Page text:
The mid-section of the film, in which the O’Brien’s 1950s life is recounted is just as gorgeous as the visuals of the Earth beginning, but here there is far more to latch on to in terms of engagement. This is essentially the substance of the film: a portrait of family life seen through the eyes of a child (Jack O’Brien played by Hunter McCracken), whose world is shattered by his sudden loss of innocence, and his struggles to understand his father’s angry treatment of himself and his brothers. Had the film been a simple focus on this situation, and the quest to unveil meaning through association with nature, issues of the spirit and love and one man’s position in the vastness of our universe been more subtly alluded to through more conventional filmic techniques, then the film itself may have been more successful. As it is, and as stunning as they are, the astronomical and evolutionary scenes are too labored, too blatant and too insistent that they cloud the meaning rather than add to it – they are the personification of aesthetic babble, beautiful white noise that ultimately detracts from the experience of the film rather than defining that experience.
Brad Pitt is excellent as the O’Brien father, and this is a performance that we certainly haven’t seen from him before, and while his character is certainly at fault for his anger, there is enough of a tragedy revealed in his situation to ensure he never slips into being a trite villain. Relative newcomer Jessica Chastain is also very impressive as his chaste, and near silent wife, though her characterization is somewhat more problematic – she is supposed to be an angel of humanity, in touch with her loving side and thus supposedly more in touch with the essence of being, but it is an added level to the character that almost threatens to derail its humanity.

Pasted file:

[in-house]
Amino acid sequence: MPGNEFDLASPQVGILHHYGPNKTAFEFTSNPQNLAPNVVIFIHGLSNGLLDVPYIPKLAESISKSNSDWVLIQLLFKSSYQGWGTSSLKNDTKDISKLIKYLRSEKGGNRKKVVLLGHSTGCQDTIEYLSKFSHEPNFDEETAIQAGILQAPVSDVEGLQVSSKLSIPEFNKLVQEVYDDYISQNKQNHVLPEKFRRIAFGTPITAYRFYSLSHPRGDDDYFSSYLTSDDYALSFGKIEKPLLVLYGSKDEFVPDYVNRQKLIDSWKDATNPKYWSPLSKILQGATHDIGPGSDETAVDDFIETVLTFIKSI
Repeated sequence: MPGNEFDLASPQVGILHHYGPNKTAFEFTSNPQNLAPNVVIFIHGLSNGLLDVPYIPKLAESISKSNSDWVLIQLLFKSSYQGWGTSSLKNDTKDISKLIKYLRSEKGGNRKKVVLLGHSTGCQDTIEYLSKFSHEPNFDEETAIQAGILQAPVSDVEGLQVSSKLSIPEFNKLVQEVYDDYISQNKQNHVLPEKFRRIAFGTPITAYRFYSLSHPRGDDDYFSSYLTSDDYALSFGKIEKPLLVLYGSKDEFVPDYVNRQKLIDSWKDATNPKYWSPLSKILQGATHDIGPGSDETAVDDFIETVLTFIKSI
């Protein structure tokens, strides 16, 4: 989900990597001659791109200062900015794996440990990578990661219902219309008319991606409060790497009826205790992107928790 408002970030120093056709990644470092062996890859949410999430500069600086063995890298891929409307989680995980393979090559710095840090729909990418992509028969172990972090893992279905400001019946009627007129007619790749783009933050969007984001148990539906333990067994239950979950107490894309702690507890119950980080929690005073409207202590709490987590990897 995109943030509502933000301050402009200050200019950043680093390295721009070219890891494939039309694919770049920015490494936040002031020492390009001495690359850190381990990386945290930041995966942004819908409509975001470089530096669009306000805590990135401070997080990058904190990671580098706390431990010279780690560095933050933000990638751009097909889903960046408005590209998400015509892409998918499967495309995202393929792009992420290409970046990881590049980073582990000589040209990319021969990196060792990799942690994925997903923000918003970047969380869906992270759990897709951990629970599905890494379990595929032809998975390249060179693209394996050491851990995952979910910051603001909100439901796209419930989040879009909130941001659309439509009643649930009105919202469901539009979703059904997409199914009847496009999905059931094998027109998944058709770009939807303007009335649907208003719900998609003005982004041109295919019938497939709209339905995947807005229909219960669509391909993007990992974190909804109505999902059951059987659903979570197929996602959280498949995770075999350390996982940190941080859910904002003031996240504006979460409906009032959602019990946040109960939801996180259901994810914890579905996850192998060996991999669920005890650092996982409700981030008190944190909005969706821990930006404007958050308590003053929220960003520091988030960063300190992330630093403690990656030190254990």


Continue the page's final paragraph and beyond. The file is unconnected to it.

Finally, I’ll pose a question: are we supposed to value films for their experiential legacy, and for some technical prowess, even if they feel somewhat empty and insistent? Or should the distinct pleasure of film be in its engagement, and its ability to entertain? The Tree of Life is one of these things, and your reception of it will depend entirely on which of those definitions of film you subscribe to.
The Upside: Pitt, Chastaine and McCracken’s performances are great, and the score is exceptional. And of course, the aesthetic merits of the film could never have been in doubt, and don’t disappoint.
The Downside: Aiming for an “experience” is one thing, but presenting an intentionally obtuse, impenetrable thing like this is something else entirely.
Incidentally, immediately after this two and a half hour endurance, I took my place in the Salle Debussy screen to watch Bruno Dumont’s Hors Satan, a decision I instantly regretted, and rather than endure a further 80 minutes, I walked out after half an hour. The film up to that point had been a pointless and pretentious exercise, that I can safely say will inspire no pleasure in even the most hardy of critics. Maybe it was because Tree of Life had sapped any strength of will out of me, but I cannot see the value in putting myself through such an experience, and it baffles me to think that its inclusion in Un Certain Regard means that someone somewhere deemed it “worth a view”. I can only assume that there is some impish behaviour going on among selectors, who purposefully include films like this to test the resolution of attending audiences, and needless to say, no full review will appear.